Natalie Edwards published a featherproof minibook, “Crop Milk.” She was featured in the Chicago Reader’s 2010 fiction issue, on McSweeney’s Internet Tendency, and on therumpus.net, which named her one of the funniest women of McSweeney’s. You can read and hear more at natalieaedwards.com.
Shortly after the 70 degree day there was a 93 degree day.
On the 93 degree day, Mary slept with the windows open, knowing that her cats, with their new, calming pheremone collars, would not climb and snag the window screens.
On the 70 degree day, she and I drank white wine with ice cubes, and I remember feeling tan and tired. She was giving away her things. Books. A sweater that looked like a Cosby sweater but with embroidered fruit on it and not geometric patterns. A vaguely southwestern dress. The shirt I’m wearing. Purses. Boots. And then she tried to unload her newest winter coat, but I begged her to keep it just in case. The thing is, we know that no one comes to Chicago in the winter, not to visit, and especially not to return in a permanent way. So we know better, but she also knew what I meant when I pleaded with her to keep it.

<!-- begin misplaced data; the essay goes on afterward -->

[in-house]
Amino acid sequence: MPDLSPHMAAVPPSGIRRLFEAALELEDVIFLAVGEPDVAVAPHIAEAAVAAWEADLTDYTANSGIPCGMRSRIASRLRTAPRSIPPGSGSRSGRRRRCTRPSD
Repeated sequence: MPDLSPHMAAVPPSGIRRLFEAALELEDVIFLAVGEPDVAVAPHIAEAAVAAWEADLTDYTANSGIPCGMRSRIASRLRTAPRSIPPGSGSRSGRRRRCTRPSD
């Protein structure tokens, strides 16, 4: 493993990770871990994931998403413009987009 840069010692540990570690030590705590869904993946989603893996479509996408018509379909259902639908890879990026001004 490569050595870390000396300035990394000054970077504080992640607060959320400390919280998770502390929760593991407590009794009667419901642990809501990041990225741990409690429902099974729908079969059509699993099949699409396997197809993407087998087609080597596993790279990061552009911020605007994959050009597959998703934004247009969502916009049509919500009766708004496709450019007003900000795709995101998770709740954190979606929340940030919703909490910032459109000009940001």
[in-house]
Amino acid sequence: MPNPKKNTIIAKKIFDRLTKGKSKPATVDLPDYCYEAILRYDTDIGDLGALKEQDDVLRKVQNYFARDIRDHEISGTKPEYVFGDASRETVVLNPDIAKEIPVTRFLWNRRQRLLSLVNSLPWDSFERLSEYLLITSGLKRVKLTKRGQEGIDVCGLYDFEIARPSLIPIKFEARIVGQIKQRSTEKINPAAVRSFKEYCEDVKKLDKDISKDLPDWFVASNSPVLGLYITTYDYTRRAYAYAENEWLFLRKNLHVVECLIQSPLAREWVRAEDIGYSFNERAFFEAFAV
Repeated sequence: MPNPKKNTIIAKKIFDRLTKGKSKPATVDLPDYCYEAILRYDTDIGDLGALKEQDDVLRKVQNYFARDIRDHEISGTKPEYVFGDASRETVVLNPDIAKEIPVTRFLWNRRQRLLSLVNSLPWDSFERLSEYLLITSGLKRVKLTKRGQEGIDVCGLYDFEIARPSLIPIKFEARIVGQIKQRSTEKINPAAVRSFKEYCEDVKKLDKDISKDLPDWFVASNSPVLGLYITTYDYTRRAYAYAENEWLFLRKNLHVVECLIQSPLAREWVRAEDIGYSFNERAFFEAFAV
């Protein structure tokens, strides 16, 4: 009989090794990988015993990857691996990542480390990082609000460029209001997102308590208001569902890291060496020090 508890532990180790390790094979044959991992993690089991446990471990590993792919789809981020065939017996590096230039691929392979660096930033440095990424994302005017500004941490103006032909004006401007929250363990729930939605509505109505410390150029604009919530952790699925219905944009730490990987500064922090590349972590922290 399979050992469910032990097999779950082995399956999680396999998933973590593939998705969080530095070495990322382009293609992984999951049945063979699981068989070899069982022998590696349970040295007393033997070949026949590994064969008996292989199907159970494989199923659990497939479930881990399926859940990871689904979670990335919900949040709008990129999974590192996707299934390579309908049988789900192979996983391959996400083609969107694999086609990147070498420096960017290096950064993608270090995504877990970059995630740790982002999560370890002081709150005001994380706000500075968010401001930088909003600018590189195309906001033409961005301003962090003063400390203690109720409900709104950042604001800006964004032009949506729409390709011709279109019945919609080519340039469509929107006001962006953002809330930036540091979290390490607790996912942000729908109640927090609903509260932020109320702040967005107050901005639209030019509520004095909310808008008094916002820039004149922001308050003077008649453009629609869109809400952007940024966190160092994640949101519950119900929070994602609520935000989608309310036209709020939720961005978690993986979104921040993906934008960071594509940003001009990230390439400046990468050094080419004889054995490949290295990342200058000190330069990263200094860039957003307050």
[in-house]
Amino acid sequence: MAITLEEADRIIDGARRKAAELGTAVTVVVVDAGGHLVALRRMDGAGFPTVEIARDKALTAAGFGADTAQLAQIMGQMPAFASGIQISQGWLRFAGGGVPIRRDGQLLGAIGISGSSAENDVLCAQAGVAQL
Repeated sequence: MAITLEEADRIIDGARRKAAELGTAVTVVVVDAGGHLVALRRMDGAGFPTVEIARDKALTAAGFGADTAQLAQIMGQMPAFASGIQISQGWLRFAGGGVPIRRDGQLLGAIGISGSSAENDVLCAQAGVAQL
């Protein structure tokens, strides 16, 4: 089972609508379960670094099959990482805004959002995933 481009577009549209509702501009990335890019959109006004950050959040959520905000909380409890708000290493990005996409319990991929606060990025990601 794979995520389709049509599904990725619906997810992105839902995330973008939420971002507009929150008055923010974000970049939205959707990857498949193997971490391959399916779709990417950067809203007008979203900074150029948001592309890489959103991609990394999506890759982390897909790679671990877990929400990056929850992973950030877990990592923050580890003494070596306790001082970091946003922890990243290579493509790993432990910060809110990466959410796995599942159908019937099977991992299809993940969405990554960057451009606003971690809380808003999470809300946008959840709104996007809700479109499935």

Also on the 93 degree day, pigeons nested on my balcony. They arranged a bed of sturdy red flowers, plucked—roots and all—from my neighbors’ potted plants. I brought the nest inside and put it in the garbage can. When the birds returned confused, tilting their heads like pups, they dropped their flowers and flew away. I felt guilty, like the time I didn’t stop my neighbor’s dog from getting cement on his paws. By the time I threw the garbage down the chute, though, I reasoned that they were probably building another home.